How to use printf with UART?

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I would like to use printf with my UART. Below I have some code that I'm working on.

#include 
#include 

int main(void)
{
	float F_CPU = 1000000;
	float UART_BAUD_RATE = 4800;
	float UART_BAUD_REGISTERS = (((F_CPU / (UART_BAUD_RATE * 16UL))) - 1);

	UCSRB |= (1 << RXEN) | (1 << TXEN);
	UCSRC |= (1 << URSEL) | (1 << UCSZ0) | (1 << UCSZ1);

	UBRRL = UART_BAUD_REGISTERS;

	printf("Hello World");

	return 1;
}

When I run this code I nothing happens.

How is printf expected to work? Don't I need to initialize the printf so that it knows to communicate with the UDR.

I can replace the printf line with:

	while ((UCSRA & (1 << UDRE)) == 0) {}; 

	UDR = 'x';	

and the character will print. So I have confidence that the UART is setup to print.

Any help would be appreciated, thanks.

========================

ATmega16
AVR Studio 4.14
STK500
Windows 2000
HyperTerminal

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Have you looked at the stdiodemo in the winAvr examples folder? printf needs a bit more stuff before it knows where to print. Have a look at that example.

John Samperi

Ampertronics Pty. Ltd.

www.ampertronics.com.au

* Electronic Design * Custom Products * Contract Assembly

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There is a great, very basic tutorial on reading from serial and printing to serial using printf() on SparkFun. I don't think I'm allowed to post their code here, so here is direct link to tutorial:
http://www.sparkfun.com/commerce...
You might also want to check the "hardware setup" part of the tutorial:
http://www.sparkfun.com/commerce...

They use mega168 - I don't know if it's any different from mega16. You might need to change some registers.

Yesterday I set up my first serial communication using that tutorial and it was painless. Hope it helps you.

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As printf() is a function in stdio.h I wonder what the documentation for stdio.h in your compiler manual says ;-)

Oh look:

http://www.gnu.org/savannah-chec...

So if you want to know more it looks like your search terms are either fdev_setup_stream or FDEV_SETUP_STREAM (they are different)

The stdiodemo in the compiler examples that John mentioned shows this being used in anger

Cliff

PS I'll move this GCC specific thread to the right forum to appease Bob

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And I'll add this for anyone who stumbles on this thread in the future: Why assume that stdio should be tied to the UART? Eg why not an LCD display on PORTB?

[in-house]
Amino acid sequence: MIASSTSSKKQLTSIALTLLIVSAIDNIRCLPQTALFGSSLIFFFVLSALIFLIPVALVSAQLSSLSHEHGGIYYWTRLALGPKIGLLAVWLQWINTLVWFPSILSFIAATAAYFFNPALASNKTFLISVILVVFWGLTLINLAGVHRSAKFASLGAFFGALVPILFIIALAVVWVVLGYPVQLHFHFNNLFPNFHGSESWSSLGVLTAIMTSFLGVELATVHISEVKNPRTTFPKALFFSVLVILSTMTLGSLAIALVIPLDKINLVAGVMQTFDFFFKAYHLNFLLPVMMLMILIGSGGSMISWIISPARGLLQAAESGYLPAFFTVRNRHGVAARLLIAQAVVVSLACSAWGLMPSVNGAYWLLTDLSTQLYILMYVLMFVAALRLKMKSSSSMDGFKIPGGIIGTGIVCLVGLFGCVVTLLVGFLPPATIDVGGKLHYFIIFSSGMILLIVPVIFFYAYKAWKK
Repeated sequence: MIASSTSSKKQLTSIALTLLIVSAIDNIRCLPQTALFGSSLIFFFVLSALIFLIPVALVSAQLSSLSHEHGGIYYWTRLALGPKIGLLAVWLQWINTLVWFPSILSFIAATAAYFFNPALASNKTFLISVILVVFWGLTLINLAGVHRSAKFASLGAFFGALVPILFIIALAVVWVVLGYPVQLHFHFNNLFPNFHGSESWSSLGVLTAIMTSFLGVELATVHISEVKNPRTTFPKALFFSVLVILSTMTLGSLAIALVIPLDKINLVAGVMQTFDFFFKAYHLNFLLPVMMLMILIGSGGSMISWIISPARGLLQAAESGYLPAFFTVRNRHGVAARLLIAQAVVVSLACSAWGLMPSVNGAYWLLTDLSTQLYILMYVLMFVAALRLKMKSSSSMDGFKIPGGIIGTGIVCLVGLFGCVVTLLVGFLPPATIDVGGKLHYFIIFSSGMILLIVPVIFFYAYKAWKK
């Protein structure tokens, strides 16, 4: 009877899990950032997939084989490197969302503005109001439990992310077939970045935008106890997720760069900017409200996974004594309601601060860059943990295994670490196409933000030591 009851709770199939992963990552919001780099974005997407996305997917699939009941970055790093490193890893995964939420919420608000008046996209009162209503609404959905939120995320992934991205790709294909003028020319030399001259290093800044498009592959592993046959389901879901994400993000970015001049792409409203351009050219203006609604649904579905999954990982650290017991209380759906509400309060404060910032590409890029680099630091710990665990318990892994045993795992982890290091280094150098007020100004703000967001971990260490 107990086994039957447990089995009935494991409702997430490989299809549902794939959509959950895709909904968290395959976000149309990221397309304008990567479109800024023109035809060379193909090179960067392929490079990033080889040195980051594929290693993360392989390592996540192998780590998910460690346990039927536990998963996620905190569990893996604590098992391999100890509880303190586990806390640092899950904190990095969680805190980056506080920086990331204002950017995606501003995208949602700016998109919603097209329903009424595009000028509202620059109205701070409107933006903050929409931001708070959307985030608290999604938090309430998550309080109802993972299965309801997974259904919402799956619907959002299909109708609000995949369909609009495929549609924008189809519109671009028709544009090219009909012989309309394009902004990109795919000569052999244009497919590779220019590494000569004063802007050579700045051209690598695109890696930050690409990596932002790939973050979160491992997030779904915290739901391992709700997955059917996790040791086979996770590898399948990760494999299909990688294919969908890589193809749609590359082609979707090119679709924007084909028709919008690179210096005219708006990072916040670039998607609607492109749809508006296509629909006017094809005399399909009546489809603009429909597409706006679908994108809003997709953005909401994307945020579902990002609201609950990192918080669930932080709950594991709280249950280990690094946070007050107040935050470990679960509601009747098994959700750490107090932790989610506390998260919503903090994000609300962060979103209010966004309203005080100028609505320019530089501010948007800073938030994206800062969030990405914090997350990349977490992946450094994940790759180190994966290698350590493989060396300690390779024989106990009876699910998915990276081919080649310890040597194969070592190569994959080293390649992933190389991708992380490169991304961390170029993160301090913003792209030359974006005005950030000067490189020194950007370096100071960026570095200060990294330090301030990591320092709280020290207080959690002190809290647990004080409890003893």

And when you think a while about these rethorical questions you will reach the conclusion that this can not be known by the toolchain makes. You will have to implement something that sends what is written to stdout to a specific hardware device. (And the documentation tells you what you need to know to do this, and IIRC it has examples on one of the more common devices for stdout, namely a UART).

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I appreciate the help. The stdiodemo was helpful but it still took me some time to sort this trough. I think this is one of those topics that experience people consider trivial but newbie's (like myself) struggle with because the documentation only makes sense when you learn how to interpret or find it.

Here is the code that I've developed so far:

#include 
#include 
#include 
#include 

#define F_CPU  1000000
#define UART_BAUD_RATE  4800
#define UART_BAUD_REGISTERS  (((F_CPU / (UART_BAUD_RATE * 16UL))) - 1)

int printCHAR(char character, FILE *stream)
{
	while ((UCSRA & (1 << UDRE)) == 0) {};

	UDR = character;

	return 0;
}

FILE uart_str = FDEV_SETUP_STREAM(printCHAR, NULL, _FDEV_SETUP_RW);

int main(void)
{
	UCSRB |= (1 << RXEN) | (1 << TXEN);
	UCSRC |= (1 << URSEL) | (1 << UCSZ0) | (1 << UCSZ1);

	UBRRL = UART_BAUD_REGISTERS;

	fprintf(&uart_str, "Hello World\n\r");

	stdout = &uart_str;
	printf("Hello World 2\n\r");

	return 1;
}

The necessary bits of code to setup the printfs is:

FILE uart_str = FDEV_SETUP_STREAM(printCHAR, NULL, _FDEV_SETUP_RW);

printf itself requires this line:

stdout = &uart_str;

I hope that is useful.

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I've discovered that this won't seem to print a floating point number.